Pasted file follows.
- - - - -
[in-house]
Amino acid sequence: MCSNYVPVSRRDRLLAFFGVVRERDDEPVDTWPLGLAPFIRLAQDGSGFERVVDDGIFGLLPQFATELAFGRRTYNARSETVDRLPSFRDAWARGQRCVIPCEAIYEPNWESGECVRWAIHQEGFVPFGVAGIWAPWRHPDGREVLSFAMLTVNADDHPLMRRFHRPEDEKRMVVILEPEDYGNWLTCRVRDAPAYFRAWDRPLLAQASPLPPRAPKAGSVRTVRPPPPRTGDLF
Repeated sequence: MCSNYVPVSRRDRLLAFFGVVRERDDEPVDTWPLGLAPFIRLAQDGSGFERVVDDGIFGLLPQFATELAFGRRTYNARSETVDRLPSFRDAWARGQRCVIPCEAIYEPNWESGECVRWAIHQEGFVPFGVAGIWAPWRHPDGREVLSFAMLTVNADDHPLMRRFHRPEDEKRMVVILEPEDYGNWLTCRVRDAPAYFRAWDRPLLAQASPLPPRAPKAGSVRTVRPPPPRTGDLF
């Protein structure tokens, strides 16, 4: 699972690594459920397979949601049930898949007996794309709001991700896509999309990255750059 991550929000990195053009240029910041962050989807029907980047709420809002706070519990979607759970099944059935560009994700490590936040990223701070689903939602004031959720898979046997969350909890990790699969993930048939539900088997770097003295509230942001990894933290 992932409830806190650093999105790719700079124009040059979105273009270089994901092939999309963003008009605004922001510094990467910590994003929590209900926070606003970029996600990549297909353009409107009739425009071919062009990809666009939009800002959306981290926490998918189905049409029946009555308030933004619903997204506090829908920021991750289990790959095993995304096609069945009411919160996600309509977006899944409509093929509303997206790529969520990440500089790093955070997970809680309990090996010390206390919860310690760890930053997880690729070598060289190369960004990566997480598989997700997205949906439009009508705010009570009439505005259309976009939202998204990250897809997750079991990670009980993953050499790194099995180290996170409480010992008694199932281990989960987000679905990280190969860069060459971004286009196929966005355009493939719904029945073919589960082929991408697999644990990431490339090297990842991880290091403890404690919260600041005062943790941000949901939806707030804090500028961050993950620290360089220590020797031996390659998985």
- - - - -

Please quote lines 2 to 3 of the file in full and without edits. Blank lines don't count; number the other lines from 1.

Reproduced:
Amino acid sequence: MCSNYVPVSRRDRLLAFFGVVRERDDEPVDTWPLGLAPFIRLAQDGSGFERVVDDGIFGLLPQFATELAFGRRTYNARSETVDRLPSFRDAWARGQRCVIPCEAIYEPNWESGECVRWAIHQEGFVPFGVAGIWAPWRHPDGREVLSFAMLTVNADDHPLMRRFHRPEDEKRMVVILEPEDYGNWLTCRVRDAPAYFRAWDRPLLAQASPLPPRAPKAGSVRTVRPPPPRTGDLF
Repeated sequence: MCSNYVPVSRRDRLLAFFGVVRERDDEPVDTWPLGLAPFIRLAQDGSGFERVVDDGIFGLLPQFATELAFGRRTYNARSETVDRLPSFRDAWARGQRCVIPCEAIYEPNWESGECVRWAIHQEGFVPFGVAGIWAPWRHPDGREVLSFAMLTVNADDHPLMRRFHRPEDEKRMVVILEPEDYGNWLTCRVRDAPAYFRAWDRPLLAQASPLPPRAPKAGSVRTVRPPPPRTGDLF